Accordingly, there are or will be important factors that could cause actual results to differ materially from those indicated in such statements and therefore, you should not place undue reliance on any such statements.More details about these risks and uncertainties can be found in the company’s most recent annual report on Form 10-K and quarterly report on Form 10-Q both as filed with the U.S. Securities and Exchange Commission. Management will also refer to certain non-GAAP financial measures when describing the company’s performance. These items are reconciled and explained in our earnings release and financial supplement. With that, I’ll turn the call over to Ed Noonan. Ed Noonan Thank you, John, and good morning. And thank you all for taking the time to join us today. 2011 was a devastating year with catastrophe loss of roughly $110 billion across the industry, almost on par with 2005 when Katrina, Rita and Wilma occurred. For Validus, 2011 was in many ways our most fulfilling year. Despite being one of the largest international catastrophe reinsurer, we would deliberately underweight in all of the territories affected by the year’s cat events. For Validus Re and Talbot underwriters generated underwriting income in the year with combined ratios below 100%, despite one of the worst years in history for their respective markets. We had net operating income of $52.3 million for the year and grow our book value plus dividends by slightly less than 1%. We also finished the year with our balance sheet in great shape. Our reserves are strong, our assets clean, high quality and short duration, and our overall capital adequacy actually improved going into 2012. The January 1 renewals were extremely successful and we have plenty of capacity available for opportunities for remainder of the year. A year ago, we were restricting our cat business as rates were coming off, since then we’ve had three quarters of strong growth which we expect to continue over the coming months. There is a great deal to cover in the quarter and I’ll provide more commentary on losses, market conditions and our view of the market after Jeff covers our financial results.
So, with that, let me turn the call over to Jeff Consolino.Jeff Consolino Thanks, Ed, and thank you all for joining the call today. In particular, I’d like to welcome those of you who became more significant shareholders at Validus in 2011, and also those analysts who resumed coverage on our company after being restricted in 2011, welcome back. Before I provide an overview of the fourth quarter 2011 results of operations and our financial position, I’d like to talk about the year we had in 2011 from the financial point of view. As Ed mentioned, 2011 delivered at least $108 billion in catastrophe and man-made disaster losses to the worldwide reinsurance and insurance industries. This is the largest cat bill for the industry since the Katrina, Rita and Wilma year of 2005 which hit $120 billion. Despite this, in 2011 we recorded a combined ratio of 99.4%, which means despite the repeated and severe worldwide losses in the year, our underwriting was profitable for the year. We reported net income of $21.3 million for the year and by doing so, we have now produced the full year profit in each of the six years in which we have been in business. We were profitable in 2011 despite booking $633.9 million of notable catastrophe losses and loss expenses for the year, and providing additional $78.0 million as reserve of development on events. You can look this up yourself, but we believe only four companies in the 19 company Bermuda and reinsurance peer group that we track, have been profitable in each of the six years in this span of time. As with 2006, we’ve been able to focus on growing our business rather than grappling with losses, capital adequacy or potential rating exchanges. For the fourth quarter of 2011, net income to Validus common shareholders was $27.3 million, this with $0.25 per diluted common share. Net operating income to Validus common shareholders was $23.4 million or $0.21 per diluted share.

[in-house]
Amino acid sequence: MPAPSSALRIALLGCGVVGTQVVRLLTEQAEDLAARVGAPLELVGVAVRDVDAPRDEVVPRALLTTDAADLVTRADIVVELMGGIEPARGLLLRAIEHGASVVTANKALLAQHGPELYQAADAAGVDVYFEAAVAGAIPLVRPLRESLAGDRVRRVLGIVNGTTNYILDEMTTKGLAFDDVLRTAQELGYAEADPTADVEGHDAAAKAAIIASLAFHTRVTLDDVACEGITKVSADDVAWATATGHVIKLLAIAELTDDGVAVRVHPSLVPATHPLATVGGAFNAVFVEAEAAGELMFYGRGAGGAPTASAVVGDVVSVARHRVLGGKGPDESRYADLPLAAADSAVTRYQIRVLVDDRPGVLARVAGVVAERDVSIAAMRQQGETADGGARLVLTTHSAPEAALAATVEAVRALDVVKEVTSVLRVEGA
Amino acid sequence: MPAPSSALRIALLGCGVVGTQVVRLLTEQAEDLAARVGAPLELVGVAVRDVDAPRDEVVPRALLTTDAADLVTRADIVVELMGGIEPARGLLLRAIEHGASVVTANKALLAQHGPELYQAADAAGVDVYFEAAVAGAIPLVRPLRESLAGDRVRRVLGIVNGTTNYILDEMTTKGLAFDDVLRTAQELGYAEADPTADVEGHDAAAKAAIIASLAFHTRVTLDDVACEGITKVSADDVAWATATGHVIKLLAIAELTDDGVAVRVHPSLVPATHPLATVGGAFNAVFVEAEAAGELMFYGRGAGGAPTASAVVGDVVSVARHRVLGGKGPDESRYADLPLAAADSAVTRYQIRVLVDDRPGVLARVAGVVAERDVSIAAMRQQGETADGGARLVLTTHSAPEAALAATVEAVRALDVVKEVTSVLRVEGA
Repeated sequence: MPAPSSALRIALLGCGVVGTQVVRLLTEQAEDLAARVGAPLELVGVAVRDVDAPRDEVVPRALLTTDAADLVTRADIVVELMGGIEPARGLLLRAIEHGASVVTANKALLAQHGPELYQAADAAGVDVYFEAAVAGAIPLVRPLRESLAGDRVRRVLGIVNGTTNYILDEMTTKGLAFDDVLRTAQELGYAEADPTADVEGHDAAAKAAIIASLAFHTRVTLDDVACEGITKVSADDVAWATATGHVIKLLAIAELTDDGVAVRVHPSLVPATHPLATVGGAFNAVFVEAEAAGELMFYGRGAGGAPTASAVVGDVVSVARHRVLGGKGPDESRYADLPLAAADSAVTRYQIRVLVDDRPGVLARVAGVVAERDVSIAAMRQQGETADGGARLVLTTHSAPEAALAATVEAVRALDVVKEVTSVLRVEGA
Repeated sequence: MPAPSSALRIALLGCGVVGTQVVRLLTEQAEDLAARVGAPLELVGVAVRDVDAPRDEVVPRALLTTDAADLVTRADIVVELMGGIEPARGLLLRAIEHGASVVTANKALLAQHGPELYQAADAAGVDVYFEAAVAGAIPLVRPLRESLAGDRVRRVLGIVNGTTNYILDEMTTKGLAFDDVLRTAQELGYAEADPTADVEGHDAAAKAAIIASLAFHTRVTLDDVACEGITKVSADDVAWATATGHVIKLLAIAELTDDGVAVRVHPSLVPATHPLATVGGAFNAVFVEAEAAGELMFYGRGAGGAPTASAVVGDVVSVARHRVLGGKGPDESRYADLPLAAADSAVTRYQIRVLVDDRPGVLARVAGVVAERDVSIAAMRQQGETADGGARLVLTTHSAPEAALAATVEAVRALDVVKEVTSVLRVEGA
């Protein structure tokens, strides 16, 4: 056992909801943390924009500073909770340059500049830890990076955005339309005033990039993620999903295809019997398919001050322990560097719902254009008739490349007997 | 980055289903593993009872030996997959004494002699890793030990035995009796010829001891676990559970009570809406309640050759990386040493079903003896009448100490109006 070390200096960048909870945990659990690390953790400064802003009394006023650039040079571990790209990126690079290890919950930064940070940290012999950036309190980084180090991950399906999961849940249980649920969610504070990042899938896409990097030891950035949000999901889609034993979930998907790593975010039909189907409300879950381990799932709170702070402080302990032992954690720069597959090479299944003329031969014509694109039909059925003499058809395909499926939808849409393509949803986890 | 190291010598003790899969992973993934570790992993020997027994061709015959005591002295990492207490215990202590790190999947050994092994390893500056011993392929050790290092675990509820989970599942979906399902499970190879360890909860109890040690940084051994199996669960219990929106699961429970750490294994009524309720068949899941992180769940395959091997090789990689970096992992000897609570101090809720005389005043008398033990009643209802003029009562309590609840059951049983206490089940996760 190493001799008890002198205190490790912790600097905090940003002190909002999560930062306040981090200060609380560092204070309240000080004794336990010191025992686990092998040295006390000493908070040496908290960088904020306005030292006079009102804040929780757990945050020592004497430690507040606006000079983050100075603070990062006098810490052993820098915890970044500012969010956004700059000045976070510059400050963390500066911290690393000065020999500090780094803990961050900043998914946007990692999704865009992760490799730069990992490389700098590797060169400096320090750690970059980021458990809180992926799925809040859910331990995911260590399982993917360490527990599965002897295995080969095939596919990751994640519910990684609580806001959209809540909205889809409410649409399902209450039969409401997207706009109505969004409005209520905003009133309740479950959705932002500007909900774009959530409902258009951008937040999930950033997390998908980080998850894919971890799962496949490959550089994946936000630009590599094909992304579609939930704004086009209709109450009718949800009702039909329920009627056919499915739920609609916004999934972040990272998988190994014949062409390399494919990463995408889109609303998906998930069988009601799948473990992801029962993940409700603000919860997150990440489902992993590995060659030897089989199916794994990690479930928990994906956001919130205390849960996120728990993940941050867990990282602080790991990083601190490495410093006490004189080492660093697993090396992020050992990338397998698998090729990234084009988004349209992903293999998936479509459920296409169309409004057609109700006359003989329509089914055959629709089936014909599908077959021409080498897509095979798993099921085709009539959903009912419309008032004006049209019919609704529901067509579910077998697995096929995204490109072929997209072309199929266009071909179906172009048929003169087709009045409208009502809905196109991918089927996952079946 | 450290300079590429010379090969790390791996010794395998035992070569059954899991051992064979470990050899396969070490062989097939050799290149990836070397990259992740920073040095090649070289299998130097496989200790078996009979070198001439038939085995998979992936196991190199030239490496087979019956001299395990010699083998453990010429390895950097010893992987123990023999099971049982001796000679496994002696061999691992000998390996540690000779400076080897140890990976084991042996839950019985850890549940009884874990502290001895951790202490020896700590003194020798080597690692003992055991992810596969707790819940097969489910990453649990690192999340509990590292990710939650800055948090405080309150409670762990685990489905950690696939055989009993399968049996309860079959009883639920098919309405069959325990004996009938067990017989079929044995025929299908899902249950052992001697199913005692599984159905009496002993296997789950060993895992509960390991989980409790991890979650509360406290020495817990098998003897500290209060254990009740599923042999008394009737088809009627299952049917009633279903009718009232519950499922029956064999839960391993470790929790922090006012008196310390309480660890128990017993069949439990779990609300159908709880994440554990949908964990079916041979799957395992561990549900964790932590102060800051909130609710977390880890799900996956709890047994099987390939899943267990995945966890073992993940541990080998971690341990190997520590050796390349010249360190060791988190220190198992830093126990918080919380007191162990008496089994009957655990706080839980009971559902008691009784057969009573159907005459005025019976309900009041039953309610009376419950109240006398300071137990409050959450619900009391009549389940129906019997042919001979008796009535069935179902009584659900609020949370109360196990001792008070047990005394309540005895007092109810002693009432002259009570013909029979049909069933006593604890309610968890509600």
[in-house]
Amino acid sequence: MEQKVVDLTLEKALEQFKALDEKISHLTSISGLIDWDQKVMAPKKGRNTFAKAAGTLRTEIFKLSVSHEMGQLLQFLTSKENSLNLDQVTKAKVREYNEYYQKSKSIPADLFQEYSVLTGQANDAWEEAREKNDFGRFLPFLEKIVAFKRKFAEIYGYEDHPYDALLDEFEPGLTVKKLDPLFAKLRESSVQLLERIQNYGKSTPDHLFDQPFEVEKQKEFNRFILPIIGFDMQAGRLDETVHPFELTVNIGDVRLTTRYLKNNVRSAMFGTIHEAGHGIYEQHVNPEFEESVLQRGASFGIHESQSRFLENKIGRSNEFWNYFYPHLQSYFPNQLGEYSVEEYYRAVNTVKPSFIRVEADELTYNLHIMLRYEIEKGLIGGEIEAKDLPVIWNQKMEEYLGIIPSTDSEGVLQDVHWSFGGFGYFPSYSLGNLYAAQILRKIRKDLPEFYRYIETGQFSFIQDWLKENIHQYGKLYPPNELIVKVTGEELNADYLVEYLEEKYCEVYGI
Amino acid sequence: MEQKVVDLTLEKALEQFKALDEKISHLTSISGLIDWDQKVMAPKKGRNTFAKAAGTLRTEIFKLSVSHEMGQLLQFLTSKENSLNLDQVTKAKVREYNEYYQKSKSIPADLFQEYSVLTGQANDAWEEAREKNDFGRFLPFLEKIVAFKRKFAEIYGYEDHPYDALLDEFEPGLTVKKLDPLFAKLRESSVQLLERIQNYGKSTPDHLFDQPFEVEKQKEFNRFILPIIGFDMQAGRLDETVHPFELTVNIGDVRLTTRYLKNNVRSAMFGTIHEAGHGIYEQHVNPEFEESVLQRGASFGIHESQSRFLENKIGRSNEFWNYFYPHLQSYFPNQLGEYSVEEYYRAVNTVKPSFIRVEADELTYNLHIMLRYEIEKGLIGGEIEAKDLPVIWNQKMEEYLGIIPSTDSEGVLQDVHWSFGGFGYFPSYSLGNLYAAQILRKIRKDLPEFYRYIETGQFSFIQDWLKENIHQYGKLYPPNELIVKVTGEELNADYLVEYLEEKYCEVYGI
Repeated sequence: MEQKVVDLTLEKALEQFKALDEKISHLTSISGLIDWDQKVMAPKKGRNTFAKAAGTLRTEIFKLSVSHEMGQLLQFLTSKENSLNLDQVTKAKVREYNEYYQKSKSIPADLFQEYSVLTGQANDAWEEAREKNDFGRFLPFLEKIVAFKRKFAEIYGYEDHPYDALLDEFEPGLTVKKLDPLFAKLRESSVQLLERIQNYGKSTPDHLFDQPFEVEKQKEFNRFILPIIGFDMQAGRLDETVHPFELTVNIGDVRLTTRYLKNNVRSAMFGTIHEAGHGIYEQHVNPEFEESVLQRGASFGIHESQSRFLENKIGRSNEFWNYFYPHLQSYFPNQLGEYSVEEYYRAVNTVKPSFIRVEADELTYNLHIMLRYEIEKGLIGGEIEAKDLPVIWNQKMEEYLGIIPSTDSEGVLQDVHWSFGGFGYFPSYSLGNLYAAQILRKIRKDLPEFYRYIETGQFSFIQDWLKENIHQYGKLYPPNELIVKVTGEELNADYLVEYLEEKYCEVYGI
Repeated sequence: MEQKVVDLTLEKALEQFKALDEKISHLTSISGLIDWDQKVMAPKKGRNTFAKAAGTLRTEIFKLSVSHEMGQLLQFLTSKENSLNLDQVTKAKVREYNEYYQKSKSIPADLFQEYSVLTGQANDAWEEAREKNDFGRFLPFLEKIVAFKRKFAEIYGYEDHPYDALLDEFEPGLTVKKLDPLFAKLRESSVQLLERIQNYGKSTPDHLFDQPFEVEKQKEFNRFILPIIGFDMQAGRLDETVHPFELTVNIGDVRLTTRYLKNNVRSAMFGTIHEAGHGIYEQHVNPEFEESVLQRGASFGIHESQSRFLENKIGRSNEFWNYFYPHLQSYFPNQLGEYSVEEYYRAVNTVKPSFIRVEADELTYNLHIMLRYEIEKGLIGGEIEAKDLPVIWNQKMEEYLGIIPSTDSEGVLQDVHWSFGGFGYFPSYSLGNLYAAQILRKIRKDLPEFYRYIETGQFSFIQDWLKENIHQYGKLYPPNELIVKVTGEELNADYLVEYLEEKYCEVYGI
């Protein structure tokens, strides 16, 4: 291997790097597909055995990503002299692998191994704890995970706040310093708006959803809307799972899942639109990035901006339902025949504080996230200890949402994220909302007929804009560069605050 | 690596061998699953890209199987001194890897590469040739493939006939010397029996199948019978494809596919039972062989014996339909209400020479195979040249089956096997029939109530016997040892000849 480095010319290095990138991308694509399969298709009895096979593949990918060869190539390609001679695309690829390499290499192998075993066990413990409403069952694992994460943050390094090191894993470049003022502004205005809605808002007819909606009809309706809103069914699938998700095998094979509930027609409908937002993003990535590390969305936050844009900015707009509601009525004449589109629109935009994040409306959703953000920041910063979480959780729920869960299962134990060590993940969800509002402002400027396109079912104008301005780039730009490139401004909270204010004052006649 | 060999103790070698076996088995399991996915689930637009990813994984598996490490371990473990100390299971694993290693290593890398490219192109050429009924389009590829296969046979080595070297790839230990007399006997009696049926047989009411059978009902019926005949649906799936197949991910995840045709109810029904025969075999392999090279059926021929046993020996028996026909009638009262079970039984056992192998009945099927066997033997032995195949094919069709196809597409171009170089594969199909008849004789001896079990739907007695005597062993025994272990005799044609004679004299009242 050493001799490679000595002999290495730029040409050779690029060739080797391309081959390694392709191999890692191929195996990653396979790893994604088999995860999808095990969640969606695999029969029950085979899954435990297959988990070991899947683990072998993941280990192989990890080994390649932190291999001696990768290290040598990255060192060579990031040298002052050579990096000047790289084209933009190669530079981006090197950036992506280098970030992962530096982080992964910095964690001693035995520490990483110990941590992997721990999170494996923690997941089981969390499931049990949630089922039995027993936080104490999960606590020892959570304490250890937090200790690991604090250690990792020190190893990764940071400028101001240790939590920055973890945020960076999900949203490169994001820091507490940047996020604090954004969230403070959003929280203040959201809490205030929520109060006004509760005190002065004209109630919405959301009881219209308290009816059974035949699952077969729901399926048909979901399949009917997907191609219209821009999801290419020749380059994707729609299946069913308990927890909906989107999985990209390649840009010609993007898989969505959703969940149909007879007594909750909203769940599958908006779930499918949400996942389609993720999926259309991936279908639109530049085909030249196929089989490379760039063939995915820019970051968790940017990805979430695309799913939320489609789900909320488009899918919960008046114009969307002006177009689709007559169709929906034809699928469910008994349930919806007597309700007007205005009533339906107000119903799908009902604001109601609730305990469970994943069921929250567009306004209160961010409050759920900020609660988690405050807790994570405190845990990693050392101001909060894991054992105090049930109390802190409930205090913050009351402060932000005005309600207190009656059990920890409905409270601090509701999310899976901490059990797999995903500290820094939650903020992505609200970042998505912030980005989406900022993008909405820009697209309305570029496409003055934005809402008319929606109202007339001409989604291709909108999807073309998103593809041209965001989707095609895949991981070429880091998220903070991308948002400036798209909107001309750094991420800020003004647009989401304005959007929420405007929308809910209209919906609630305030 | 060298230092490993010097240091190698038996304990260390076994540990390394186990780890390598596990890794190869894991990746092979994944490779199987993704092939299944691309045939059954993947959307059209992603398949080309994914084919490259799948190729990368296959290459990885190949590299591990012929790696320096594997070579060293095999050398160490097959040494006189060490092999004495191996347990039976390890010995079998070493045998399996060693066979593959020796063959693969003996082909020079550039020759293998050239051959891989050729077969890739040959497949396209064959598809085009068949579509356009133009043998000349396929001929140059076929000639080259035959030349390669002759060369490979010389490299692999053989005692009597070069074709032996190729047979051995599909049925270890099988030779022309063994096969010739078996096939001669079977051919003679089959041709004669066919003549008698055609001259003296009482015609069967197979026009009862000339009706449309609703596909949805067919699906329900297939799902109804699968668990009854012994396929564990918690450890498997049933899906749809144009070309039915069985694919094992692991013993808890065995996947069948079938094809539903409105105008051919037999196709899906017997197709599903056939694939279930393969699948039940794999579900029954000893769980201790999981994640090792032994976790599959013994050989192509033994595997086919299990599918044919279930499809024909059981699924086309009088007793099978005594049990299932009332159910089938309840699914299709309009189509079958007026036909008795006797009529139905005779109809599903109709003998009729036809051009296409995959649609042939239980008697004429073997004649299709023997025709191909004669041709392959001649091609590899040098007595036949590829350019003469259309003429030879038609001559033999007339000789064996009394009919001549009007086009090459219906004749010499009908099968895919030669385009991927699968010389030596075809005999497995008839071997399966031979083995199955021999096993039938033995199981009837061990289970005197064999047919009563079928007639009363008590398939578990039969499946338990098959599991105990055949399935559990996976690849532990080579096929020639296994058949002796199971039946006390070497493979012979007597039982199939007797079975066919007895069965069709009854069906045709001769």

Diluted book value per common share at quarter end was $32.28, we paid a $0.25 per share dividend in the quarter and so this is annualized growth of 3.7% in diluted book value per share plus accumulated dividends through the quarter.By getting out of 2011, without reducing our shareholders financial net worth, our track record since formation is at 13.3% compounded annual growth and diluted book value per share plus accumulated dividends, since our IPO this is 12.7%. Speaking in more detail to the quarter’s results of operations, in the fourth quarter of 2011 gross premiums written on a consolidated basis increased by 7.6% to $278.3 million, this is an increase of $19.5 million over the prior year’s quarter in dollar terms. Read the rest of this transcript for free on seekingalpha.com